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Vietnamese-Style Banh Mi Burgers (Food & Wine)

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I recently received a link to this recipe in e-mail:
http://www.foodandwine.com/recipes/vi...

Having never had banh mi, and recognizing this is not the real deal, I'm wondering if these burgers might be better made with ground pork than ground beef--or maybe a combo of the two. Or ground chicken, even. Those of you wiser to the ways of banh mi (or this recipe), please weigh in. And what do you think of the curry powder inclusion?

Based on what I've learned so far, I should add cucumbers, too. I'd also replace the Tabasco with sriracha. I think these would be fun as little mini-burgers over a salad for something different--maybe with crushed peanuts over the top as served in my local Vietnamese joint. I can skip the baguette altogether and feel better about eating a sexy salad. Hmmmmm. Thoughts?

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  1. curry powder is fine for beef or chicken. It's not like traditional banh mi, but it wouldn't be totally ridiculous.

    The weirdest thing is the tomato in the mayonnaise. That is just not done. You should be getting the tart/sweet of tomato already in the pickled vegetables.

    If you want to do pork, I would go "nem nuong" style- sweetened with sugar, spiced with black pepper (maybe a tiny bit of cinnamon if you want) some garlic, and nuoc mam.

    Tabasco or sriracha. Chilis would work, too, like jalapeno or habanero.

    Crushed peanuts on a salad, but you don't need it in the sandwich (there is plenty of textural play going on already.)

    3 Replies
    1. re: jaykayen

      See, I'm glad I posted this. This is just the type of feedback I was looking for. I make sriracha mayo all the time sans tomato puree. Cinnamon is a neat idea for the pork--thank you! And I agree totally about the crushed peanuts = salad only. I'm just trying to save myself from heaping this all on a buttered baguette. :) Not that it's not tasty, I just don't need all the bread.

      1. re: jaykayen

        I would not tlike the tate of curry in my banh mi. I would switch out the beef for pork and use fish sauce instead of salt in the burger. No tomato and the recipe is missing cucumber which i think is an important element in banh mi.

        1. re: KTinNYC

          Another recipe I found is right there with you on the fish sauce. Good call and I agree on the cucumber.
          http://www.foodandwine.com/recipes/gr...

      2. To me, a crusty baguette, a bit of cilantro & some picled veggie are integral parts of a banh mi.

        11 Replies
        1. re: Rmis32

          I'm sure you're right. But you live in NYC and can find a really good baguette more readily than I can here in the Land of Steady Habits. I hear you, though. When I get to "the good bakery," I will save this idea for sure. In the meantime, I think it can be a fun salad.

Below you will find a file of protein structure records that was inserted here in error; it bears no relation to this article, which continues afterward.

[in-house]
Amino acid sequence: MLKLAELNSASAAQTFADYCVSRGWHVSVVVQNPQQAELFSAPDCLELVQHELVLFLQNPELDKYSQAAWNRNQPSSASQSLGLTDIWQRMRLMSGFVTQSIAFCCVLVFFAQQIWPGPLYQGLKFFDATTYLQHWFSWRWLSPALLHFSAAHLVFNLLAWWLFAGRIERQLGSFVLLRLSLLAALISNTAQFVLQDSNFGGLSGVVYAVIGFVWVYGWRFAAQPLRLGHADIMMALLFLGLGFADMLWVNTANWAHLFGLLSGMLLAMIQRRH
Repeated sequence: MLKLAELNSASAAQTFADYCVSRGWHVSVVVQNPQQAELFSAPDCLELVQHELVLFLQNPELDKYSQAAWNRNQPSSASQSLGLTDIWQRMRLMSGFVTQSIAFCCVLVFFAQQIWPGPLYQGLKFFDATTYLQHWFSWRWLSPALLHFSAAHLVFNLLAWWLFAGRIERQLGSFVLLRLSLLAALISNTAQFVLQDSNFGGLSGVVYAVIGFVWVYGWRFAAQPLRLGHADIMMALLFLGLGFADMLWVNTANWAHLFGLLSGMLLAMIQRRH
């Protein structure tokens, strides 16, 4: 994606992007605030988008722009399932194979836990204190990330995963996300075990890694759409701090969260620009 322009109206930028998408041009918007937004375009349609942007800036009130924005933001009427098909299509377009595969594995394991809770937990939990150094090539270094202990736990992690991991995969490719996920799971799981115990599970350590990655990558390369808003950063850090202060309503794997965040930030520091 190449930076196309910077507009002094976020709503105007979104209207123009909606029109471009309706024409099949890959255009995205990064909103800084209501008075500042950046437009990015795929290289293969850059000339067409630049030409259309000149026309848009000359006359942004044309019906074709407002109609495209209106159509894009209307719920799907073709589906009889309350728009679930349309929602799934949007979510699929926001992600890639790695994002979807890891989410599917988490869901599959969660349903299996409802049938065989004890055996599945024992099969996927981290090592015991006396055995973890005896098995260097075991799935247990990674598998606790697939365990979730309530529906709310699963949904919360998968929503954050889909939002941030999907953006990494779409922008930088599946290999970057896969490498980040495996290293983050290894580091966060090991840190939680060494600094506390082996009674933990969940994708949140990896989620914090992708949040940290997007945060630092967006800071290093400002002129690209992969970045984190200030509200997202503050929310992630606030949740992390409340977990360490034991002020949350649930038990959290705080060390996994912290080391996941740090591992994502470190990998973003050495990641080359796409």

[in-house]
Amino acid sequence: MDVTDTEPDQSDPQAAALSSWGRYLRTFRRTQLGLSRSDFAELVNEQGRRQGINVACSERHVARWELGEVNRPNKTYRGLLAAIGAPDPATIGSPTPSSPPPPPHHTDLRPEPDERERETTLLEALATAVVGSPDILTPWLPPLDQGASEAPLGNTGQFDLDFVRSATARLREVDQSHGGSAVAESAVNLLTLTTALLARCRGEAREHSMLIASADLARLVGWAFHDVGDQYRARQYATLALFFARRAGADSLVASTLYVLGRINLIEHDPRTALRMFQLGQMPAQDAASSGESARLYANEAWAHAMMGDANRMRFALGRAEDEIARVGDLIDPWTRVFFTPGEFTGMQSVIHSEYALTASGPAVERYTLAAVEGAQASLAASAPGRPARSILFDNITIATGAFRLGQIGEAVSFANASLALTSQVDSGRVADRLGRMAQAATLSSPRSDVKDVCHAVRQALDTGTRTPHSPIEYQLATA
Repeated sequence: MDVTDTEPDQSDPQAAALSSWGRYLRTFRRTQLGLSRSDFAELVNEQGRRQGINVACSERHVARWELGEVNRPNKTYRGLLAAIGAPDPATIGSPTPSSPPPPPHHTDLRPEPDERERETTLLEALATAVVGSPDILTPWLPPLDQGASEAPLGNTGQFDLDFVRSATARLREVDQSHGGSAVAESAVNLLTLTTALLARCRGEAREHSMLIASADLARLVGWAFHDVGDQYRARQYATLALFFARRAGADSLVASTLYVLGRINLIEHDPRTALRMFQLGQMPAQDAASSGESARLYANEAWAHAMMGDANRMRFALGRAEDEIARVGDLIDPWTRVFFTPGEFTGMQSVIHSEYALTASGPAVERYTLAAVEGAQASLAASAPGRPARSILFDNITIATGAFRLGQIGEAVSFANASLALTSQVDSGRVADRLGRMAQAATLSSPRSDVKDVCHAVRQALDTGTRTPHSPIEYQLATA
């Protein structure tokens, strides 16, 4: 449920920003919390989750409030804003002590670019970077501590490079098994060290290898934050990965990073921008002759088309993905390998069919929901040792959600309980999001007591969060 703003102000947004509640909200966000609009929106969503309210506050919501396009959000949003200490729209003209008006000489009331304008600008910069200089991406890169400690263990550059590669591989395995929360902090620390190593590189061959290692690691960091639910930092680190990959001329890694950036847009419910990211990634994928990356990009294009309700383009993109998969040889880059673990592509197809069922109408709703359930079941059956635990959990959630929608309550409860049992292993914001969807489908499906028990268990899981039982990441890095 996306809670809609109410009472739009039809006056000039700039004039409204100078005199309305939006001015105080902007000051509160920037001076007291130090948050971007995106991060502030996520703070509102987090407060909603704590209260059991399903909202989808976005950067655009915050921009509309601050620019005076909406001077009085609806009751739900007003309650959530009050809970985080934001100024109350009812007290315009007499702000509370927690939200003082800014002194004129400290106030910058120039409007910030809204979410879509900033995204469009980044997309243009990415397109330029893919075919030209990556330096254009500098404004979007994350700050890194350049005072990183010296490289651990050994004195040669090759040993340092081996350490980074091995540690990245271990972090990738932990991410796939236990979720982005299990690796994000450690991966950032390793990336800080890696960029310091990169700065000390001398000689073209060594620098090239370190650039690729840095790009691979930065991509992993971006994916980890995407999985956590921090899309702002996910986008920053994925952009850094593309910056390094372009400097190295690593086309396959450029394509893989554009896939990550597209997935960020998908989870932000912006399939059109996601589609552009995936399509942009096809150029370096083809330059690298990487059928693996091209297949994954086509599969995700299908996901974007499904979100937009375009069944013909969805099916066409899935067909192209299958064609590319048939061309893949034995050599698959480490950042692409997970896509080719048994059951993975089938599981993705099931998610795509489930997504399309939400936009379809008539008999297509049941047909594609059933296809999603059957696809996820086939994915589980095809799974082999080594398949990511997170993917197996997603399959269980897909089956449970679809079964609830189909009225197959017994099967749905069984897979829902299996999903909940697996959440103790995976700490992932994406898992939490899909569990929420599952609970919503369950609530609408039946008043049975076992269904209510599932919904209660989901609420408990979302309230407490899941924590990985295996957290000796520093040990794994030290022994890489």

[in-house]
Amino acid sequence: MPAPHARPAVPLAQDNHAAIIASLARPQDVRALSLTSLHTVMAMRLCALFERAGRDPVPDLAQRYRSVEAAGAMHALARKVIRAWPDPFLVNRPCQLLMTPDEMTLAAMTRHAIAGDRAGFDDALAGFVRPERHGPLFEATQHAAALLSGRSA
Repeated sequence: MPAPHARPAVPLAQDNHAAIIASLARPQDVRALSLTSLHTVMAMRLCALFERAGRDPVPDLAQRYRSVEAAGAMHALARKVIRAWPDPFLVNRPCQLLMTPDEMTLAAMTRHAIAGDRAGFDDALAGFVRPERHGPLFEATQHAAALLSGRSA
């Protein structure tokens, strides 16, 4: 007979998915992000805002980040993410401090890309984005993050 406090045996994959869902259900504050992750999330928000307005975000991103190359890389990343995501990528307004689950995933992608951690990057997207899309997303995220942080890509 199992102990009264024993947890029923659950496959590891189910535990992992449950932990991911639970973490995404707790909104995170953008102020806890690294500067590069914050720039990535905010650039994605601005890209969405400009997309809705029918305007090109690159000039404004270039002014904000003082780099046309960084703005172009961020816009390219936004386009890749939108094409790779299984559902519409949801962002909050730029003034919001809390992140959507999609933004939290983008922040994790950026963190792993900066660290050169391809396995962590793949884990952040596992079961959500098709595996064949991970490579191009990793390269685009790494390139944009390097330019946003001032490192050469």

1. re: kattyeyes

            Viet baguette is distinct from French baguette because of the addition of rice flour.

            kattyeyes, if I were you I'd look into making bun, which is essentially a salad with the addition of rice noodles. Almost all the components of banh mi are included, pickled carrots, cucumber, roasted meats (which can include pork meatballs), lettuce, herbs like thai basil and mint, and best of all you can include peanuts which are super traditional.

            1. re: KTinNYC

              Ahhh, better still. Thank you kindly--thai basil and mint would be great. I appreciate the redirect. If you have a favorite Vietnamese pork meatball recipe, bring it on.

              1. re: kattyeyes

                This one looks about right.

                http://canarygirl.com/?p=272

                If you don't have a food processor try to find some pork that is very finely ground. It's important to the texture of the meatball but not vital.

                Enjoy. Bun is wonderful.

                1. re: kattyeyes

                  These meatballs are fantastic.

                  http://www.epicurious.com/recipes/foo...

                  1. re: jules127

                    That looks freakin' delicious. Thanks for the post.

                    1. re: jules127

                      Basil in the meatball? No thank you.

                      1. re: KTinNYC

                        I can only see Thai "holy" basil working in this recipe. Surprised they didn't specify. It has a much more anise-y flavor that would be good with pork.

                        1. re: ChristinaMason

                          The basil should be used as a condiment, it's not something you traditionally see incuded in the meatball.

                      2. re: jules127

                        Agreed! That recipe is definitely a repeater in my house!

                    2. re: KTinNYC

                      Do you have a citation for your claim that "Viet baguette is distinct from French baguette because of the addition of rice flour"?

                      Given that rice flour has no gluten in it, my years of baking bread tells me that using rice flour in bread would be a mistake. Here are some real life experiences that back that up:

                      http://vietworldkitchen.typepad.com/b...
                      http://chowtown.wordpress.com/2009/10...

                2. I'm sure this is delicious as written -- and I don't think I'd spend a lot of time trying to tweak it into something it's not. Tweaking this to be more like a real banh mi is like trying to get Associazione Verace to certify Pizzeria Uno.

                  That being said, yes, it'd be great with ground pork -- and also if you added some chopped shrimp before forming the patties. Like others, I'd leave out the curry powder, and I would toast but not butter the buns.